If you satisfy the requirements, qualified distributions are tax-free. You can make contributions to your Roth IRA after you reach age 70 ½. You can leave amounts in your Roth IRA as long as you live. The account must be designated as a Roth IRA when it is set up.
You may also be eligible to contribute to a traditional IRA, and contributions may be fully or partially deductible, depending on your circumstances. The same contribution limit that applies to a Roth IRA also applies to traditional IRAs. Total contributions for both accounts cannot exceed the prescribed limit.
Although we won’t hit the 2015 deadline until April 18, 2016 (IRS Publication 509), let’s start thinking about funding your account if your income permits (Note: If you are a resident of Massachusetts or Maine, Patriots' Day [April 18] delays the due date for filing your income tax return until April 19). The sooner the account is funded, the sooner you begin taking advantage of tax-deferred or tax-free growth.
10. Take required minimum distributions. Speaking of IRAs, RMDs are minimum amounts retirement plan account owners must withdraw annually, starting with the year they turn 70½ years old or, if later, the year in which they retire (IRS Retirement Topics - Required Minimum Distributions).
However, the first payment can be delayed until April 1 of the year following the year in which you turn 70½. For all subsequent years, including the year in which you were paid the first RMD by April 1, you must take the RMD by December 31 of the year.
The RMD rules also apply to 401(k), profit-sharing, 403(b), 457(b) or other defined contribution plan as well as SEP IRAs andSimple IRAs.
Don’t miss the deadline or you could be subject to steep penalties! If an account owner fails to withdraw the RMD by the deadline or the distribution is not large enough, you may have to pay a 50% excise tax on the amount not distributed as required.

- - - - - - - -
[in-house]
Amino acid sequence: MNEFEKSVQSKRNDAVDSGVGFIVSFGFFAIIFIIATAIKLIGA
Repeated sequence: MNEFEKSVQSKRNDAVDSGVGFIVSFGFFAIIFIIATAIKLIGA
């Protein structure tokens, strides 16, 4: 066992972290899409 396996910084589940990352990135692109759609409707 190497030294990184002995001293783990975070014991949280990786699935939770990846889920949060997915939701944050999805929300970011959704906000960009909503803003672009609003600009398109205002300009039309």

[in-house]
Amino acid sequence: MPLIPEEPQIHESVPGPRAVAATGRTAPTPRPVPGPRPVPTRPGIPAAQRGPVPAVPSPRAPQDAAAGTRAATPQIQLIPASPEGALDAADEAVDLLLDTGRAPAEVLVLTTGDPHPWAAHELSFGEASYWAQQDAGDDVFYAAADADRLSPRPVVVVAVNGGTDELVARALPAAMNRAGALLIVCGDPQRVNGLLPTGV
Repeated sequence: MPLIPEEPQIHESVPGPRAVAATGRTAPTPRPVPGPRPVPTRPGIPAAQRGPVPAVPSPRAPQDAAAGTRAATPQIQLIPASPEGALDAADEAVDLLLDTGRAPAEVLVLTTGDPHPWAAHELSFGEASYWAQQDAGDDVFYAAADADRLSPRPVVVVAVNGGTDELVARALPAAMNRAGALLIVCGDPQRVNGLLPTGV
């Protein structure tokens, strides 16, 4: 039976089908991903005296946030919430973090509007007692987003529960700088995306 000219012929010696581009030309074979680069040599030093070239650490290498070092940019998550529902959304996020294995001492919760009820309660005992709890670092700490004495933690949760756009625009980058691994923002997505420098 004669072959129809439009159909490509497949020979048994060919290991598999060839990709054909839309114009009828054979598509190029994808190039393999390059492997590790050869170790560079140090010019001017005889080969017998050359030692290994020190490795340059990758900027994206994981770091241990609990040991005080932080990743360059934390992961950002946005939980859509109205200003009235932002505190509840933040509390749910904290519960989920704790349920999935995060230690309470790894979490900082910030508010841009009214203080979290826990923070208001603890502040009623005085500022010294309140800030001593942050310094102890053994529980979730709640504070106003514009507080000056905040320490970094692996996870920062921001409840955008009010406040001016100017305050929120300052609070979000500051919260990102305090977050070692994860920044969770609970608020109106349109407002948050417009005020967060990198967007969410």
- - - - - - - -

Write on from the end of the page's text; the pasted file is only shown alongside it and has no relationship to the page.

11. Consider converting a traditional IRA to a Roth IRA. There are a number of items you may want to consider, including current and future tax rates, but if the situation is right, it can be very advantageous to convert to a Roth IRA.
12. Establish college savings. Explore the advantages of a 529 college savings plan for your child or grandchild.
A 529 plan is operated by a state or educational institution, with tax advantages that make it easier to save for college and other post-secondary training for a designated beneficiary.
Earnings are not subject to federal tax and generally not subject to state tax when used for the qualified education expenses of the designated beneficiary. Contributions, however, are not deductible.
A second but more limited option includes a Coverdell Education Savings Account (IRS Publication 970). Total contributions for a beneficiary of this account cannot be more than $2,000 in any year. Any individual (including the designated beneficiary) can contribute to a Coverdell ESA if the individual's modified adjusted gross income for the year is less than $110,000. For individuals filing joint returns, that amount is $220,000.
However, contribution limits begin to get phased out at $95,000 for individual filers and $190,000 for joint filers. As with a 529 plan, contributions are not tax deductible.
13. Do your charitable giving. Whether it is cash, stocks or bonds, you can donate to your favorite charity by December 31, potentially offsetting any income.
Did you know that you may qualify for what’s called a “qualified charitable distribution?” A QCD is an otherwise taxable distribution from an IRA (other than an ongoing SEP or SIMPLE IRA) owned by an individual who is age 70½ or over that is paid directly from the IRA to a qualified charity.
But there’s one small rub. QCDs, along with a number of “tax extenders” are expected to be renewed by Congress, but technically, they expired December 31, 2014 (IRS Charitable Donations from IRAs).
Assuming they are renewed with no changes, an IRA owner can exclude from gross income up to $100,000 of a QCD made for a year, and a QCD can be used to satisfy any IRA required minimum distributions for the year.
Married individuals filing a joint return could exclude up to $100,000 donated from each spouse’s own IRA, or $200,000 total.
Donations from an inherited IRA are eligible if the beneficiary is at least age 70½. Donations from a Roth IRA are also eligible.
You might also consider a donor-advised fund. Once the donation is made, you can realize immediate tax benefits, but it is up to the donor when the distribution to a qualified charity may be made.
I hope you’ve found this review to be educational and helpful, but remember, it is not all-encompassing. Once again, before making any decisions that may impact your taxes, please consult with your tax advisor.
Let me emphasize again that it is my job to assist you! If you have any questions or would like to discuss any matters, please feel free to give me or any of my team members a call.
As always, I’m honored and humbled that you have given me the opportunity to serve as your financial advisor.